Saturday, 16 July 2016
Movie Review: The Stepford Wives (1975)
Aspiring photographer Joanna Eberhart (Katharine Ross) reluctantly joins her lawyer husband Walter (Peter Masterson) in relocating away from noisy New York City to the quiet community of Stepford in suburban Connecticut. Walter quickly settles in and joins the shady Stepford Men's Association, but Joanna finds all the women of Stepford strangely demure, obsessed with the trivia of housework and uninterested in any intellectual pursuits. The only friend she makes is fellow new arrival Bobbie (Paula Prentiss).
With Walter spending more time with the men and exhibiting increasingly odd behaviour, Joanna and Bobbie try to drum-up interest among the other women in issues related to feminism and women's liberation, but the Stepford wives stubbornly adhere to 1950s stereotypical definitions of what a woman's role should be. An increasingly frustrated Joanna starts to worry that something is very wrong in the community, and that she may be under threat.
Directed by Bryan Forbes and based on the book by Ira Levin, The Stepford Wives does suffer from what appears to be a limited budget, with production values just a notch above made-for-television fare and a secondary cast hampered by inadequate talent and underwritten roles. Forbes is unable to inject anything resembling panache or tension into a story that is intended to be at least moderately unsettling.
It is left to Katharine Ross, in one of her better outings, and Paula Prentiss, happily vivacious, to brighten up proceedings, and they deliver all that is good about The Stepford Wives. Ross as Joanna perfectly captures the struggle of women to stand by their husbands despite growing misgivings, and she conveys the internal push and pull between self-fulfillment and adherence to established rules of domesticity. Bobbie in the hands of Prentiss is provided with fuller freedom to step into modernity, and she represents women less constrained by the past and ready to more fully participate in today's societal challenges.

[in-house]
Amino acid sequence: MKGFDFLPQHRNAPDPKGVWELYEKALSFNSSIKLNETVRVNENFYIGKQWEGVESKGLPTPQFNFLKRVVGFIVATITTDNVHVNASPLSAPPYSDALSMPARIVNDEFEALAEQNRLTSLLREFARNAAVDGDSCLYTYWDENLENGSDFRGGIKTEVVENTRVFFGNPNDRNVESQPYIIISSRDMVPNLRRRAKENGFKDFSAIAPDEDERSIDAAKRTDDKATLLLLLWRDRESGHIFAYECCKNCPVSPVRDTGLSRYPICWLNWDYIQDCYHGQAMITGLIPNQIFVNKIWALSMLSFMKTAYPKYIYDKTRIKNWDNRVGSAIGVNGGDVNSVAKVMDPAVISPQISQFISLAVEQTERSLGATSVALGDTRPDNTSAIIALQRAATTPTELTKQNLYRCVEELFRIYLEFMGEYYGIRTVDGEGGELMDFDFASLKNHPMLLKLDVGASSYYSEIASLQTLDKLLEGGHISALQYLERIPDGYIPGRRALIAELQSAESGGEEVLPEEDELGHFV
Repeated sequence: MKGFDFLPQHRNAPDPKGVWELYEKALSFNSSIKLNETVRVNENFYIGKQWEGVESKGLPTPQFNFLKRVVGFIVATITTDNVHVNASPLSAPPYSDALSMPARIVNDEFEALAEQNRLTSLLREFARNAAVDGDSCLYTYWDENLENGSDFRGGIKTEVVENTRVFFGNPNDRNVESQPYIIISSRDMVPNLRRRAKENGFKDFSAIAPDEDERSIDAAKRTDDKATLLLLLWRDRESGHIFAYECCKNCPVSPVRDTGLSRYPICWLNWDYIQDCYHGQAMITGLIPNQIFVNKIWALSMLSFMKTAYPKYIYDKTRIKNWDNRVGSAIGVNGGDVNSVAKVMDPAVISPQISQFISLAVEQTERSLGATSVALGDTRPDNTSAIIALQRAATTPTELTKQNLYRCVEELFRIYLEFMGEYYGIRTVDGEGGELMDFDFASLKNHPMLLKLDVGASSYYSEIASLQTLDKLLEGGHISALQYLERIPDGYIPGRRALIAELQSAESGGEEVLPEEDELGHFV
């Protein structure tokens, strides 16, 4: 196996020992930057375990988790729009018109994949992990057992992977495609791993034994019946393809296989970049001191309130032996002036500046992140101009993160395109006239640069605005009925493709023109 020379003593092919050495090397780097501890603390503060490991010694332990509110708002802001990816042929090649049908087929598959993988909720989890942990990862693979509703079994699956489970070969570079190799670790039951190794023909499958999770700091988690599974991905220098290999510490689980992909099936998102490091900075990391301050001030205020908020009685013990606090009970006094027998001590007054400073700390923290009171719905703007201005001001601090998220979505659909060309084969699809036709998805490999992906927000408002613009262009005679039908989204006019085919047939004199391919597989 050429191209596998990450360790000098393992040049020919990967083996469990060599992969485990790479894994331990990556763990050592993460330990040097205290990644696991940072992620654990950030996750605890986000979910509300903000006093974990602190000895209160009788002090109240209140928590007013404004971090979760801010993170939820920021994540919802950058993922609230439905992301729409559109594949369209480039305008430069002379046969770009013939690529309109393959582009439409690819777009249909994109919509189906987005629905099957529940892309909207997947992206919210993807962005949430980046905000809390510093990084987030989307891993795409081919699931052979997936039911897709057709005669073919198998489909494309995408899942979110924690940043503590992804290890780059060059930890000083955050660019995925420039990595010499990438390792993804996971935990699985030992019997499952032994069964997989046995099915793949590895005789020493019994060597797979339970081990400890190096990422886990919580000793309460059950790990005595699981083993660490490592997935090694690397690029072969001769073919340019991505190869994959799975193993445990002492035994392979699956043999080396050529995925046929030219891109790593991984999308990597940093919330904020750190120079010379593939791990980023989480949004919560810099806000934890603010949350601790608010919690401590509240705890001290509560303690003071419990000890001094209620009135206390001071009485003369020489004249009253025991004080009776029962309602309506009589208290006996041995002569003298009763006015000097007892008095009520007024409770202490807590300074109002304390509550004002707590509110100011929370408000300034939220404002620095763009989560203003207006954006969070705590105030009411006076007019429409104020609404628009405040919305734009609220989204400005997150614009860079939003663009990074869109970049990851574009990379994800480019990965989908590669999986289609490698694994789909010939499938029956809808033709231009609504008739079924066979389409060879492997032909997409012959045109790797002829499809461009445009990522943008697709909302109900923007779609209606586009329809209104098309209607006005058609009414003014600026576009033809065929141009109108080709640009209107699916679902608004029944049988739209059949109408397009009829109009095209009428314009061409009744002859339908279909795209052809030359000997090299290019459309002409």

As a drama, the film is a pessimistic view of gender relations and specifically what men desire from the women they theoretically love. Outside of the cosmopolitan city, the wealthy suburbs remain docile grounds where men govern, their meetings off-limits to women, and wives are subjugated into strictly defined household duties defined as cooking, cleaning and delivering sexual satisfaction to their husbands. They are not asked to think, participate or contribute in any other way. It is a static world divided along gender lines, utopian for the men and dystopian for the women, ironically enabled by the proliferation of technology supposed to improve human connectivity and interaction.
The suspense elements are less impressive. It takes a long time and plenty of repetitive hints, some as obvious as Joanna being asked to record thousands of dictionary words into a recorder, for her journey to reach its climax. Then the conspiracy is barely explained before she has to endure a confrontation with her fate. It is all passable entertainment, but beyond the concept, the film never threatens to deliver truly memorable moments.
The Stepford Wives became a catchphrase for women caught in an old fashioned time warp. Like the wives themselves, the film fulfills its role but is otherwise uninspired.
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